Officials across Florida have yet to get a firm grip on what rising sea levels could mean for the state’s future flooding woes.
Isolating the factors that contribute to flooding is complex. It’s almost always a combination of things, such as extraordinary rainfall, storms, hurricanes, seasonal high tides and inadequate, older or improperly built drainage systems.
Perhaps nowhere in Florida is epic flooding — the likes of Harvey in Texas in 2017 — more of a threat than Tampa Bay, where a massive hurricane could send a 30-foot storm surge into the region, depending on the direction and timing of the storm.
“Over 30 feet is unimaginable, but it’s plausible,” said Smith. The amount of water that could be potentially pushed up through the Hillsborough River, the Anclote River and the Little Manatee River could mean “tremendous flooding in places that are far inland because of the storm surge pushing up the river basin.”
So far, the region has been fortunate, he said, with only one major hurricane since 1921.
The region is just beginning to question how a hurricane’s impacts might be affected by a 2-to-3 foot rise in sea levels, said Smith. “We’re just starting to see some of those efforts in our region to look at the potential of a situation when you have the additive effects of intense rainfall, sea level rise and storm surge.”
Storm surge flooding was the worst on record in parts of Jacksonville after Hurricane Irma. Jacksonville’s electrical utility estimated more than 10,000 of its customers were flooded in Irma’s aftermath.
St. Johns Riverkeeper Lisa Rinaman and others fear flooding will grow worse.
Rivers along Florida coasts long have been affected by high tides. The St. Johns — which drops only 30 feet from its headwaters in Indian River County to its mouth at Mayport, about an inch a mile — experiences tidal effects as far south as Lake Harney, said Peter Sucsy, a technical program manager for the St. Johns River Water Management District’s bureau of hydrodynamic modeling. Daily tide effects are felt as far south as Astor, in north Lake County just west of the Volusia County line. High tide events such as lunar high tides and king tides are felt as far as 230 miles south along the river.
On the Gulf side of the state, the Suwannee River is tidally influenced as far inland as Fanning Springs, about 31 miles along the river to the north.
The more the Atlantic Ocean and Gulf of Mexico rise, the farther inland the impact of saltwater could be felt, although the river levels won’t correspond directly because water spreads out as it moves inland.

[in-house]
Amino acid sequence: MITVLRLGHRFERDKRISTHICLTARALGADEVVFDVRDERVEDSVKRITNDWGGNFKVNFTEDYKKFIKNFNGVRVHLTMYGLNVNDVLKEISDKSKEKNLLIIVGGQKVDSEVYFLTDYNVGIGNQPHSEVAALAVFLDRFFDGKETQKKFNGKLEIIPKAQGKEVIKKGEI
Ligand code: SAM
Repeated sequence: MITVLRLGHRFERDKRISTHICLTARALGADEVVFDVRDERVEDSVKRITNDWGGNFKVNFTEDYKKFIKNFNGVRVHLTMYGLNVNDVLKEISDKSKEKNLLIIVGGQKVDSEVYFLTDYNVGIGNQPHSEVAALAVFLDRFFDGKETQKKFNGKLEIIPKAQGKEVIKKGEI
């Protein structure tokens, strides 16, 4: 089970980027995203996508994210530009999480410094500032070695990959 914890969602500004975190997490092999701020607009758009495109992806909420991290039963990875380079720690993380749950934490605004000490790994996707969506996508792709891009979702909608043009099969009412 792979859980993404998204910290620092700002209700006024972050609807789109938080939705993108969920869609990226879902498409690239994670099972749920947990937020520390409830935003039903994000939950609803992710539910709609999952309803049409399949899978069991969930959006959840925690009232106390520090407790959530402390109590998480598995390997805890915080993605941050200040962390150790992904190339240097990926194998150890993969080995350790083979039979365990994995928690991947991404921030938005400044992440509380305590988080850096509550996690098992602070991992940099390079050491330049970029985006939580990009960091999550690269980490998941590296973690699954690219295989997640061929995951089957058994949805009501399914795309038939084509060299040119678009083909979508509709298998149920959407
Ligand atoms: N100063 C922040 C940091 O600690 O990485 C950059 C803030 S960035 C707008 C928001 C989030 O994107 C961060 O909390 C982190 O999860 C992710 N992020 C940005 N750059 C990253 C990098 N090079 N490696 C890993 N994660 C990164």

On Florida’s west coast, residents and scientists already see evidence the Gulf of Mexico is pushing saltier water farther upstream in the Withlacoochee River. The encroachment of saltwater is a concern because it can disrupt freshwater ecosystems when saltwater species move in and create conditions that cause freshwater species, such as palm trees and cypress trees, to die.
Dan Hilliard owns a place along the Withlacoochee and has watched as barnacles appear on dock pilings farther and farther upstream. Cypress trees have died along the river, said Hilliard, president of Withlacoochee Aquatic Restoration, or W.A.R., a group of residents working on the restoration of the lower Withlacoochee River.
But just which impacts are from rising seas and which are from reduced water flow to the river and the long-ago construction of part of the Cross Florida Barge Canal remain open questions, said Hilliard, also president of the Florida Springs Council and the Kings Bay Springs Alliance. W.A.R. was able to successfully fight a proposed mine, Hilliard said, based on the uncertainty about sea level rise.
Folks along the St. Johns River also are watching barnacles move inland, said Quinton White, executive director of Jacksonville University’s Marine Science Research Institute. He reckons they’ve moved upstream at least 20 miles, and “probably even further.”
“It’s very, very hard to tease apart what’s causing those impacts,” said White. “The Army Corps will say it’s water withdrawal and sea level rise.” But others attribute it to dredging and a reduction in fresh water flow.
In Jacksonville, the Riverkeeper sued the U.S. Army Corps of Engineers over its authorization of a project to dredge the river deeper between downtown Jacksonville and the coast, fearing the project will allow another 15 billion gallons of sea water daily to push farther inland.
“Our position is it’s accelerating the impacts of sea level rise,” Rinaman said. “It’s just giving more and more tidal force coming into the St. Johns.”